Will Deer Go Near Cows?


/
Note: If you click a link on this page, then go on to make a purchase, we may receive a commission but at no extra cost to you

Across much of the country, Whitetail deer and agriculture-related endeavors go hand-in-hand. Deer can often be seen grazing in pastures and opportunistically feeding upon standing grain during much of the year. In certain instances, deer have even become accustomed to the sight of tractors and other heavy equipment and go largely undisturbed by such intrusions.

However, some hunters still find themselves pondering whether deer are disturbed by the presence of cattle within their home range. More specifically, many wonder whether or not deer will go near cows or keep their distance entirely.

Of course, this is a reasonable quandary to contemplate, as productive pasture ground and prime whitetail habitat continue to overlap. Evermore frequently.

A Point Of Concern

For those living deep within the grain belt, where row cropping is far more prevalent than ranching, the notion of deer/cattle interaction is likely of little concern. However, to many hunters living elsewhere, there is legitimate cause for concern.

Cow/calf livestock operations are a staple of most farming operations in the south, with cattle outnumbering people in numerous areas. In such areas, there is little chance of a deer living its day-to-day life without encountering livestock. For this reason, hunters often find themselves questioning whether or not deer will go out of their way to avoid cattle, as this could directly impact deer movement as a whole in a given area.

This concern only grows in prevalence when cattle are rotated from pasture to pasture, especially in the days and weeks leading up to the opening day of deer season. In most cases, concerns of this type are completely justified and worth exploring.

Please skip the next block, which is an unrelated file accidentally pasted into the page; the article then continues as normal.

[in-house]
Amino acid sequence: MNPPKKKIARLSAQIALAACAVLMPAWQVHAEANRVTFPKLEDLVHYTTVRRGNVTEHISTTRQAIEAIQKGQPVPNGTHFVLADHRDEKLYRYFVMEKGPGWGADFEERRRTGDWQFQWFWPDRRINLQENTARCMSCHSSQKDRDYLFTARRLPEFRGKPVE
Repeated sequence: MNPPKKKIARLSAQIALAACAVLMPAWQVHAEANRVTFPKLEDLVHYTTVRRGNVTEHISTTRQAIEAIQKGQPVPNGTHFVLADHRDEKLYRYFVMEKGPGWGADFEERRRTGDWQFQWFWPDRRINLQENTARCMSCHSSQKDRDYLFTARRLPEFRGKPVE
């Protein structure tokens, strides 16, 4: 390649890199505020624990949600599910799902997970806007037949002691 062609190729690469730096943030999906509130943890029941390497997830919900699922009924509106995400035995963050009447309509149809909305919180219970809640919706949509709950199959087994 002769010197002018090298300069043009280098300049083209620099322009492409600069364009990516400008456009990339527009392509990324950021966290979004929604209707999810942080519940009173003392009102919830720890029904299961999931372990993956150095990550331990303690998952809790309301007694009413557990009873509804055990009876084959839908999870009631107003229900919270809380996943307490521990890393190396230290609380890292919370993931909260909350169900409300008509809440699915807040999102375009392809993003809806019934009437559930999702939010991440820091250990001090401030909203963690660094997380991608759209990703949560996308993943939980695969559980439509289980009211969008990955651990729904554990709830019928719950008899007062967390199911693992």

Are Cattle A Deal Breaker?

This concern is perhaps best addressed directly by stating the facts. Under the majority of circumstances, deer are not severely impacted by the presence of cattle within their home range. Generally speaking, deer are highly unlikely to significantly modify their course of daily travel as the result of cattle being rotated into a given field.

On the other side of the coin, deer are seldom observed feeding amongst cattle, as they tend to be somewhat apprehensive toward close-quarter interaction with such larger ruminants.

Nonetheless, deer will often skirt the edge of a pasture in which cattle are present or pass by livestock rather quickly at even closer distances.

two cows

Considering The Variables

It is also important to consider the fact that deer are likely to be much less skittish around livestock in areas where deer/cattle interaction is extremely common and ongoing. Just as deer tend to become accustomed to a certain amount of human intrusion in more densely populated areas, they also become more tolerant of cattle as time passes.

In certain areas of the country, where ranching is commonplace, deer can even grow comfortable enough with the presence of cattle to overcome all hesitancy as a whole. Such behavior is often observed in certain areas of Texas and Oklahoma.

On the opposite end of the spectrum are deer that seldom face interaction with cattle. Deer that are unaccustomed to such interaction are much more likely to avoid cattle as a whole, even if this means rerouting their travels. This is more common in heavily wooded areas, where open pasture is in scarce supply.

A Greater Impact

Though hunters are often fixated upon the notion that the presence of cattle could possibly impact the outcome of their hunt, there is perhaps an even greater impact worth considering. Far more detrimental to deer movement than cattle themselves is the increased pressure imparted by human intrusion related to ranching endeavors.

Conclusion

Cattle must be checked for illness/injury on a regular basis, all of which require a certain amount of human intrusion. The impact of such efforts upon the deer in a given area only increases during the winter months when hay must be fed and watering holes must be maintained.

The more frequent this activity, the greater the impact that it has upon any deer located within close proximity. In the most severe of cases, a noticeable decrease in daytime deer activity can often be observed. This, in turn, can present difficult circumstances for the average hunter to contend with.

Luckily, those who scout intensively tend to overcome such odds in favor of a successful outcome. However, coming to a favorable outcome of this sort will just take a bit more resolve than would otherwise be called for.

Josh is an avid hunter of over twenty years and strategically manages several properties. Josh is also the Branch President for his local chapter of QDMA (Quality Deer Management Association).

Leave a Comment